” 21 The Lord smelled the pleasing aroma and said in his heart: “Never again will I curse the ground because of humans, even though every inclination of the human heart is evil from childhood. And never again will I destroy all living creatures, as I have done.22 “As long as the earth endures, seedtime and harvest, cold and heat, summer and winter, day and night
will never cease….

Then God said to Noah and to his sons with him: “I now establish my covenant with you and with your descendants after you 10 and with every living creature that was with you—the birds, the livestock and all the wild animals, all those that came out of the ark with you—every living creature on earth. 11 I establish my covenant with you: Never again will all life be destroyed by the waters of a flood; never again will there be a flood to destroy the earth.”

12 And God said, “This is the sign of the covenant I am making between me and you and every living creature with you, a covenant for all generations to come: 13 I have set my rainbow in the clouds, and it will be the sign of the covenant between me and the earth. 14 Whenever I bring clouds over the earth and the rainbow appears in the clouds, 15 I will remember my covenant between me and you and all living creatures of every kind. Never again will the waters become a flood to destroy all life. 16 Whenever the rainbow appears in the clouds, I will see it and remember the everlasting covenant between God and all living creatures of every kind on the earth.”

17 So God said to Noah, “This is the sign of the covenant I have established between me and all life on the earth.” GENESIS 8,9: verses as listed.

So there you have it. The scientific wonder of the rainbow is so delicately placed in our world, when all the conditions are right, to remind us that God is still in control. That even though our human hearts are “every inclination of evil”, He still loves us. Rainbows, like the one Ladzinski captured on the Alps, are reminders to us that God has the power to destroy, but His grace and mercy are abundantly more than we deserve.

I’m excited to be hosting this colouring party here at! I can’t wait until we pull out the next colour from our box of crayons next week! Don’t want to miss the adventure?! Join us and receive the muses each week via email! Subscribe here.

Hosting a Party!

Happy Blog-a-versary to us!! This week, turns two years old! I can’t believe it! What started out as a little “learning experience” has grown into a full fledged toddler — complete with the meltdowns of a terrible two year old! (I recently had to delve into the world of website analytics. Let’s just say I don’t get it — yet.) But, I have learned a lot. A lot. And I want to thank you all for supporting me and this little adventure with your comments, encouragements and “likes”.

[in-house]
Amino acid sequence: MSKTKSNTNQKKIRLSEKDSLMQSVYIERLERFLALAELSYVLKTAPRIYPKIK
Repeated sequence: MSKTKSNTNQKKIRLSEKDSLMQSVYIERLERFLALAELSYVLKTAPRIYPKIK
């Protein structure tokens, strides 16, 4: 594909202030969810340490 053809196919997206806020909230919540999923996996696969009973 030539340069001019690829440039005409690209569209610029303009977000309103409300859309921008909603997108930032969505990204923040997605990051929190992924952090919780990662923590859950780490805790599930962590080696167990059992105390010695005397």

You’ll notice some subtle changes as we “grow up” a little. I’m hoping our new look is a little more streamlined and easy on the eyes. It’s been fun learning blips and blobs of this huge world we call “technology”. And it changes fast… so we are learning to keep up! We’ve just about hit 200 followers with just under 2 000 views. We’re active on Twitter, Instagram, Pinterest and you can find our Facebook page here. We are not YouTubers yet, but maybe we’ll be cool enough for that someday. Won’t the kids be so impressed?! Videography is on the list of things to learn. We dove headstrong into our first ever daily email campaign, 30 Days of Blessings, and had lots of great feedback. God has truly blessed our little ministry.

So what are we going to do to celebrate all our slow, but exciting progressions?! We’re hosting a party! Well, sort of. As much as I’d love to have you all over for cake and ice cream, the introvert in me says ” uh, no.” So, we are going to do the next best thing, we are going to all sit at home and drink warm beverages on the couch — and colour!!

Colour, you say? Yup. For the next several weeks, mittonmusings will be studying all about colours! I’m no artist, but I’ve enjoyed colouring since I was, well, two years old. So I thought it would be fun to do a study on colours, their symbolism, their psychology, and why God gave us such a rich resource to play with! We might even look into Bible Journalling and colour coded study. Are you up for it, my friends?! Fabulous!!

And what would a party be without presents? Oh, we are going to have those too! How can you get one?! By joining us on the adventure! And sharing it with others! Throughout the colour party, I’ll be looking for likes, shares and new followers! It’s how the internet decides we are “worthy” of taking up space in it’s crazy world! Simply click on the side “follow” button, or join the adventure when prompted in the pop up! Then pick your favourite post, write a raving “colour commentary”, and share it on your favourite social site! It warms my heart to think that I have had a little impact on making people think, helping them grow, and encouraging blessings along the journey. Will you help me celebrate?! I’ll meet you on the couch next week, with crayons in hand!!

Can’t wait to have you join us!